I just picked this up from the side of the road. Everything seems to be free.
Motor and Piston wheel spin freely and I can hear the piston pop so I think it is worth trying to fix but I cannot locate any tags or labels that would help identify it.
When I picked it up water was swishing around and it would not drain so I wonder if that is why it was thrown out.
I removed the drain plug and poked it with a piece of wire and oil sludge started pouring out, on the plus side, very little rust came out so maybe the sludge protected it some. I am sure I got close to half a gallon out of it and it is still slowly dripping into a bowl.
Anyway, I figured if I can fix it then it gives me a second smaller compressor to use.
The only marking I can find is that sticker on the side which I see on Wards and Sears compressors and the tag on the Doerr motor which seems to be a popular motor on compressors.
Any help getting a model number for parts would be greatly appreciated. I would like to do a complete overhaul on the gaskets, seals and rings.
Possibly this one?
So I was looking at compressors on craigslist in the hopes that I would find one that looked like mine. I found 106.153380 that looks identical.
Part #46 looks exactly like mine and I do not see the same part on any other compressor. If that is the case than the sad part is that the replacement parts to overhaul with new gaskets and rings seems to outweigh the cost of buying one in decent shape to start with. Just not sure it will be worth the time and expense. What say you?
I may end up parting it out and keeping the tank for extra air.
My existing compressor is a 5HP on a 22Gal tank so I am sure it has more than enough to fill this 10-15gal tank in tandem as well.
Piston rings and stuff
What? Under a hundred?
If the motor is strong and you can get the pulleys lined up, I think you’ll have a $400+ machine…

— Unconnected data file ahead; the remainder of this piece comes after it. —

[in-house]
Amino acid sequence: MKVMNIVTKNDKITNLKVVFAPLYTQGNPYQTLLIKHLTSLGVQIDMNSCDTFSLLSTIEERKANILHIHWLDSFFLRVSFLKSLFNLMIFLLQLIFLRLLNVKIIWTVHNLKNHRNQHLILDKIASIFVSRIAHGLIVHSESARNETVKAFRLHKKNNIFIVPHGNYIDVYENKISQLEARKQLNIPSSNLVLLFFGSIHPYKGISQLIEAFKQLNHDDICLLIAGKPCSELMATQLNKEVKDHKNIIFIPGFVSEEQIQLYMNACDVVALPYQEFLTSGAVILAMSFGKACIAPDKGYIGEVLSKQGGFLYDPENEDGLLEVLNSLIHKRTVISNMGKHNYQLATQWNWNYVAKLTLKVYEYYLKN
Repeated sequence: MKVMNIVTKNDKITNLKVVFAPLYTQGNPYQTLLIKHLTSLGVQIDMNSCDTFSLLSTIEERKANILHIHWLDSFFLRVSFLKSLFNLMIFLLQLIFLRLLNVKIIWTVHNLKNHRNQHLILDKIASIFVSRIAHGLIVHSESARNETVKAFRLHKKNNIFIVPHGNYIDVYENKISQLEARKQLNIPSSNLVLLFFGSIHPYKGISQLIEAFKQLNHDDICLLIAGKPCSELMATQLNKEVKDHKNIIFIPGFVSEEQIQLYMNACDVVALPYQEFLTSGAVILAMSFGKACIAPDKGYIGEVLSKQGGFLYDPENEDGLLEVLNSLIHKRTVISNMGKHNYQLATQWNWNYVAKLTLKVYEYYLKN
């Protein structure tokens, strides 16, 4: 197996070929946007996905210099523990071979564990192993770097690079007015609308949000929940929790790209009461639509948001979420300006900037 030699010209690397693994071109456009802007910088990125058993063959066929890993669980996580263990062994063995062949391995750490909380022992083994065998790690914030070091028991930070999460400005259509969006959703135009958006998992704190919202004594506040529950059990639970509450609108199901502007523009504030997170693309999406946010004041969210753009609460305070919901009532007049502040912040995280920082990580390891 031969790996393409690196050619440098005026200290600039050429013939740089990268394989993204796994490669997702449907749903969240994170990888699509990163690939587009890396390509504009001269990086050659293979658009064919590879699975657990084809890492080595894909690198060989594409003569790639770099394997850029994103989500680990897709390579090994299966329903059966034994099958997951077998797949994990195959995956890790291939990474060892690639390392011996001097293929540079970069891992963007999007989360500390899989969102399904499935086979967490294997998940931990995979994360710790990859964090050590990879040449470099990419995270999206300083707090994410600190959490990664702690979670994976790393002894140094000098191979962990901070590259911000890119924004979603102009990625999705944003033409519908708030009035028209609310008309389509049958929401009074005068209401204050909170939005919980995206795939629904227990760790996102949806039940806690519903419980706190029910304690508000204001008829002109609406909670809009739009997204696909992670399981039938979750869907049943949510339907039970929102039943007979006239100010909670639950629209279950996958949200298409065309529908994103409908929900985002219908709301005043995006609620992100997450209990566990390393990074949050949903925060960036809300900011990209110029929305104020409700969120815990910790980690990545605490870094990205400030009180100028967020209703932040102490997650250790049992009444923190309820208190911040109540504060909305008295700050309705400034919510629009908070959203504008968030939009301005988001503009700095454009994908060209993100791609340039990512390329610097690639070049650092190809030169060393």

The fact you can even get parts for it says a lot.
SpeedAire, AKA Campbell Hausfeld.
That’s an old Campbell Hausfeld VT series pump. Very simple to overhaul, you just have to know which style you are building. I believe the green paint makes it a SpeedAire unit, sold by Grainger.
I would be VERY wary of airing up any old tank on a compressor I found by the side of the road. I shudder sometimes when I see the “amazing” compressor people have gotten for a song. It looks like a time bomb. And I have seen air tanks catch fire internally from the oil residue in the bottom.
If any tank begins to leak, toss it immediately. I don’t care if you fixed it with a braze or a screw or chewing gum, it is waiting to kill you or someone you love.
by: Chris in Tx
I agree with what you way about a leaky tank. I got very little rust out of this tank when draining and will be doing some more cleaning on the inside. I will likely fill it with hot water and dish soap to break up the oils as much as possible. I am sure I will run this through a few times before the water comes out oil free. I also will test the tank by filling it with water as much as possible before filling it with air. The water will not compress so if there is a leak it will be a water leak with very little air pressure behind it pushing it.